Letter to Professionals
Consultant Paediatrician Medical Adviser SOFT UK
‘As always the need for communication is paramount among all the professionals involved. Any one of us may see only a few families of babies with trisomy and may not have the latest information to hand. The SOFT literature can also be of help to us and to colleagues in primary or community care, and is available on request. Much of the information applies to other handicapping conditions too.'
This letter is to colleagues who have to face the distress of telling parents their baby has a serious condition such as trisomy 13/ 18.
There is no easy, painless, or single right way to give this information, but with the help of parents who form SOFT UK. I have gathered some suggestions about what is most helpful, and what is most hurtful to parents in their encounters with health professionals.
All parents appreciated factual information as early as possible. When the person who first tells them that a trisomy has been detected has only limited experience of the condition, they would rather this was admitted and access to more information offered. Please use words as near to plain English as possible, 'Edwards' syndrome means even less than trisomy, a condition with an extra chromosome, to most parents. Generalisations do not help. Any decisions that have to be made, need to be based on maximum knowledge and genuinely informed choice.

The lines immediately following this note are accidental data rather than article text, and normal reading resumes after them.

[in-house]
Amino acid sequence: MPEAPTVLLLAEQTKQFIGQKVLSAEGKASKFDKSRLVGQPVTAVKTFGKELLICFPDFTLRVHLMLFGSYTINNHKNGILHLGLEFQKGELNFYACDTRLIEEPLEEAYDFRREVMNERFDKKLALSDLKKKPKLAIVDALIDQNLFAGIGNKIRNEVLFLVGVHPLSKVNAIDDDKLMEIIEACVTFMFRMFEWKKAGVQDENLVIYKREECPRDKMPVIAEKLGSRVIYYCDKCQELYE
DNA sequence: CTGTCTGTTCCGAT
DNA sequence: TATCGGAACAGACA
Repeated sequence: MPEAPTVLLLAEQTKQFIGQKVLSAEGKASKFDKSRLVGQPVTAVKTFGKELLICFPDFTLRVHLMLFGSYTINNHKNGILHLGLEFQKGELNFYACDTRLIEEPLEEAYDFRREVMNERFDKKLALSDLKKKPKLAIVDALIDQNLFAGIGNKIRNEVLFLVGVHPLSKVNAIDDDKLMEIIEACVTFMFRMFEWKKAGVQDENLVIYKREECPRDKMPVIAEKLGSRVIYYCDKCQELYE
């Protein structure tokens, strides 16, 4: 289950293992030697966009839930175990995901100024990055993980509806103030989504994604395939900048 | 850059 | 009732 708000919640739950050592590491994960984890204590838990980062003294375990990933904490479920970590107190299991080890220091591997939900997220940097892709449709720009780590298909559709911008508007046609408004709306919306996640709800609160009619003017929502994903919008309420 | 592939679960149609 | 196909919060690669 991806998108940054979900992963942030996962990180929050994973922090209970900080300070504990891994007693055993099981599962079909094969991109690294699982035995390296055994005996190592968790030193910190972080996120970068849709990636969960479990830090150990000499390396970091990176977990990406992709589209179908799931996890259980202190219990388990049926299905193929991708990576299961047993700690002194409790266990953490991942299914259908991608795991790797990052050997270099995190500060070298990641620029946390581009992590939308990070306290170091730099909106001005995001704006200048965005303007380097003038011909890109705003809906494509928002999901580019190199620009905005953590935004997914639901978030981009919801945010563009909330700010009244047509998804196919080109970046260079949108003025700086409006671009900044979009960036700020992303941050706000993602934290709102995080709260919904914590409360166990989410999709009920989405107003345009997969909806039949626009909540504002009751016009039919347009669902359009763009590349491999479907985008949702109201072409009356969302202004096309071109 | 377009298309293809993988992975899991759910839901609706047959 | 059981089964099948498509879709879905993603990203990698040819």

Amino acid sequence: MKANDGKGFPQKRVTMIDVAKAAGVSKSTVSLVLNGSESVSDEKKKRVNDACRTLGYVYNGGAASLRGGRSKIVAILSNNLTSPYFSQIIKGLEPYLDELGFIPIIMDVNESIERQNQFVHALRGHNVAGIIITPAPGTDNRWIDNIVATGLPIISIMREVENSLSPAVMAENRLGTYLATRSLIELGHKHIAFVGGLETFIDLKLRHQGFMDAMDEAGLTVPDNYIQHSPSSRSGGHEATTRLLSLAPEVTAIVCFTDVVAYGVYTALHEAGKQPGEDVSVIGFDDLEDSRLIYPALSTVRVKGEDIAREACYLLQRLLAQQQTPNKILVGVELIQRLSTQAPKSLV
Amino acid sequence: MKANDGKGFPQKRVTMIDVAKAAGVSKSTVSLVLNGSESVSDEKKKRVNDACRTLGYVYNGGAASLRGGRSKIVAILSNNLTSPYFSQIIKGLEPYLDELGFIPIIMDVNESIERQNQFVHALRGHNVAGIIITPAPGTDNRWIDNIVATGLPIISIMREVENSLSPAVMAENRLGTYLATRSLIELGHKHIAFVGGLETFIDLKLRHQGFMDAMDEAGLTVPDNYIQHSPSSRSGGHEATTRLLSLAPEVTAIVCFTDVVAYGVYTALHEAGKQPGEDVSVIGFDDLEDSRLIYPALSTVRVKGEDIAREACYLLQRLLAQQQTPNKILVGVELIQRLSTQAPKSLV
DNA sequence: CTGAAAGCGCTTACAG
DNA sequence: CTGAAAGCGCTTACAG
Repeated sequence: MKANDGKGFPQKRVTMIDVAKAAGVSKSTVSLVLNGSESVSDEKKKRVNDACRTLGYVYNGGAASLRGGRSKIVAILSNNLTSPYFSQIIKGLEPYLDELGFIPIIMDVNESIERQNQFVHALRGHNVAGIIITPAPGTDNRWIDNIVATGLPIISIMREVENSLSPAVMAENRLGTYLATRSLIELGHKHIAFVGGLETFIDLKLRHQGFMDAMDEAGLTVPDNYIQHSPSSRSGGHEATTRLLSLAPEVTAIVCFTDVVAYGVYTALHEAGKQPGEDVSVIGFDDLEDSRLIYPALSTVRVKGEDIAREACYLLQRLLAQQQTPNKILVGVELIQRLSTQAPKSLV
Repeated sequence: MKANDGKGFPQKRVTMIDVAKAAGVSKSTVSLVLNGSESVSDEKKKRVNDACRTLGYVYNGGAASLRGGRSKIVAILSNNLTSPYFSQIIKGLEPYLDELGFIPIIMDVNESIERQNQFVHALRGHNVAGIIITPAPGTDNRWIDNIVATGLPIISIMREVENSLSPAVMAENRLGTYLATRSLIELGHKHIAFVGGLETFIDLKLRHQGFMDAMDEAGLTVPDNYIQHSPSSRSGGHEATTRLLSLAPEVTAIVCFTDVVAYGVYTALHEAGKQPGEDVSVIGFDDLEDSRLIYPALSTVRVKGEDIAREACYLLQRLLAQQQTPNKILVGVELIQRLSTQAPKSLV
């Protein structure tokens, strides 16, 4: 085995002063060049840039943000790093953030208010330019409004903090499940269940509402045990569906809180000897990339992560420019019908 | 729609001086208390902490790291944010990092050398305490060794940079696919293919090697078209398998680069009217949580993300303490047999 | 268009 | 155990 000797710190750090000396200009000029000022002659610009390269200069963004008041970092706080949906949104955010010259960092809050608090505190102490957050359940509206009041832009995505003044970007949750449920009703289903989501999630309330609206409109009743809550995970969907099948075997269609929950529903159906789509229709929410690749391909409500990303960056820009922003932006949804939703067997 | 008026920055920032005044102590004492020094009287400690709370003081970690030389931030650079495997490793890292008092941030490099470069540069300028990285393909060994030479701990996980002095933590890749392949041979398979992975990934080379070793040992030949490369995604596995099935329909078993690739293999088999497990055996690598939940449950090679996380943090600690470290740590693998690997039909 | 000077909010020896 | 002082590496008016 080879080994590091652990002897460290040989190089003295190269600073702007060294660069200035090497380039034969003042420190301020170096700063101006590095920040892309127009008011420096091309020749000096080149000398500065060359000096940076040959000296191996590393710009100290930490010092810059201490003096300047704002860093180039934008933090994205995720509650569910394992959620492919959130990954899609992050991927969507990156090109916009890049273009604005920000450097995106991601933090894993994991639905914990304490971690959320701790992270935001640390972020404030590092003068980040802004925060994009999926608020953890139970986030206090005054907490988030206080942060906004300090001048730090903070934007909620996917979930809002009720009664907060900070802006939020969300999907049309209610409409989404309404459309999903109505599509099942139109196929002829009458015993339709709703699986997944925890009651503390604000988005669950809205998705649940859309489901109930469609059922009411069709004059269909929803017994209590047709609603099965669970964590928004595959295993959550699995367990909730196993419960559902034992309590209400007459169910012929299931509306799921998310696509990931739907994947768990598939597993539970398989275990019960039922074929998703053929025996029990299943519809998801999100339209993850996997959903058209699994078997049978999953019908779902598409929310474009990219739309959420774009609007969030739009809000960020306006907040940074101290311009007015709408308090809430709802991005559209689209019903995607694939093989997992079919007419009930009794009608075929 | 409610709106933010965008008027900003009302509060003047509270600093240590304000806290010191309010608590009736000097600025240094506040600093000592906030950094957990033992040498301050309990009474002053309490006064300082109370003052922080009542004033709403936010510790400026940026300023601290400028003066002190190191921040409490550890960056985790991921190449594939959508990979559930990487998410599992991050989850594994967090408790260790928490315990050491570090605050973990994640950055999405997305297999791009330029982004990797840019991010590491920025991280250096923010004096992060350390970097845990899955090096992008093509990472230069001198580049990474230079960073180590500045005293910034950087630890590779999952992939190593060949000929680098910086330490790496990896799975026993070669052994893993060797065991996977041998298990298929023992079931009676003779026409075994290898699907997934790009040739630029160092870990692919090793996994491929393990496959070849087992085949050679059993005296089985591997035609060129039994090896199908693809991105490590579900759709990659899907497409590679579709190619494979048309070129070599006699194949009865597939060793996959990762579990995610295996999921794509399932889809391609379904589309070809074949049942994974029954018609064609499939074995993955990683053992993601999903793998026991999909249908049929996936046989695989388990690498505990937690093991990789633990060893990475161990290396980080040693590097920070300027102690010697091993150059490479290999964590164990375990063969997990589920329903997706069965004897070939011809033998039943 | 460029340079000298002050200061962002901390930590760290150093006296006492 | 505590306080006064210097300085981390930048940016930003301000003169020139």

There is usually time to share facts and debate the right decisions before planning intervention. Parents really need this time and resent feeling rushed into a decision before they are ready. When decisions have to be made quickly, as when an emergency C section for fetal distress is considered, do not assume parents will feel the long term prognosis justifies non intervention. Some parents will want to do all they can to enhance whatever chance the baby has of even limited length and quality of life. This can include opting for a C section, or later, discussing the risks of heart surgery and considering breathing monitors and learning resuscitation.
Most parents appreciate being able to talk to someone else who knows what it is like to have a baby with this condition, and early contact with SOFT or other relevant support groups should be offered. Every baby is different and using generalisations such as 'incompatible with life' means little when parents want to know how long the baby may live and what will happen if the baby survives more than a few hours or days. Around 10% of babies with trisomy 13/18 survive for several months and some live for several years.. All babies have severe developmental delay and the family need to know these possibilities and how they will be supported over this time.
These issues are important both to the parents of a baby diagnosed as having trisomy after birth, but also to those whose diagnosis is made early in pregnancy when there is a need to consider termination or to support the family through adjusting to preparing for a baby with abnormalities. As always the need for communication is paramount among all the professionals involved. Any one of us may see only a very few families of babies with trisomy and may not have the latest information to hand. The SOFT literature can be of help to us and to colleagues in primary or community care, and is available on request. Much of the information applies to other handicapping conditions.
Please do not feel patronised or that I am trying to tell you your job. Many parents report they have had positive support and a sharing of their worries with their health carers, but for those who have inadvertently been left feeling lost and suffering alone at this time of enormous stress, anything we can do to help seems well worth trying.'